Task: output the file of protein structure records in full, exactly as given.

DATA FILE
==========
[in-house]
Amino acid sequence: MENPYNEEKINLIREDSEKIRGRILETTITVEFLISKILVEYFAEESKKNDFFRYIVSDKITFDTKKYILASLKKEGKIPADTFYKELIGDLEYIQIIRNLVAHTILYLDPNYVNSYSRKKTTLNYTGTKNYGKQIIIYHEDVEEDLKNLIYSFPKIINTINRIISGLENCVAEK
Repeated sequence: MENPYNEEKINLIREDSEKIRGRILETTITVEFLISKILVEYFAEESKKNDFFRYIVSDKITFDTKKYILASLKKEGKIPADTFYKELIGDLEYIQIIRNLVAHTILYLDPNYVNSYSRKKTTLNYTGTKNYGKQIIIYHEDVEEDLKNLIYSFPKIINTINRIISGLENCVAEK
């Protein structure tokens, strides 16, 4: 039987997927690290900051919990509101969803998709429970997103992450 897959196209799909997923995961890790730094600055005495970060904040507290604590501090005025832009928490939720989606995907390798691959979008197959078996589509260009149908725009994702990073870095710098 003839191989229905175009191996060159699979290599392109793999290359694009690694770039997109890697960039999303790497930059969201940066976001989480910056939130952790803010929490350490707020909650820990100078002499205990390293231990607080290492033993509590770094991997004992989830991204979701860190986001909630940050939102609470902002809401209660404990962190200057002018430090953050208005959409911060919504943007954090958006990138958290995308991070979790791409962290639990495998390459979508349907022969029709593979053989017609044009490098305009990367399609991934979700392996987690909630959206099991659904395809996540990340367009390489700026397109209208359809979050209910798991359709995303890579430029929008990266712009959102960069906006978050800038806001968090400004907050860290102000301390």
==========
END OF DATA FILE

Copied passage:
[in-house]
Amino acid sequence: MENPYNEEKINLIREDSEKIRGRILETTITVEFLISKILVEYFAEESKKNDFFRYIVSDKITFDTKKYILASLKKEGKIPADTFYKELIGDLEYIQIIRNLVAHTILYLDPNYVNSYSRKKTTLNYTGTKNYGKQIIIYHEDVEEDLKNLIYSFPKIINTINRIISGLENCVAEK
Repeated sequence: MENPYNEEKINLIREDSEKIRGRILETTITVEFLISKILVEYFAEESKKNDFFRYIVSDKITFDTKKYILASLKKEGKIPADTFYKELIGDLEYIQIIRNLVAHTILYLDPNYVNSYSRKKTTLNYTGTKNYGKQIIIYHEDVEEDLKNLIYSFPKIINTINRIISGLENCVAEK
């Protein structure tokens, strides 16, 4: 039987997927690290900051919990509101969803998709429970997103992450 897959196209799909997923995961890790730094600055005495970060904040507290604590501090005025832009928490939720989606995907390798691959979008197959078996589509260009149908725009994702990073870095710098 003839191989229905175009191996060159699979290599392109793999290359694009690694770039997109890697960039999303790497930059969201940066976001989480910056939130952790803010929490350490707020909650820990100078002499205990390293231990607080290492033993509590770094991997004992989830991204979701860190986001909630940050939102609470902002809401209660404990962190200057002018430090953050208005959409911060919504943007954090958006990138958290995308991070979790791409962290639990495998390459979508349907022969029709593979053989017609044009490098305009990367399609991934979700392996987690909630959206099991659904395809996540990340367009390489700026397109209208359809979050209910798991359709995303890579430029929008990266712009959102960069906006978050800038806001968090400004907050860290102000301390």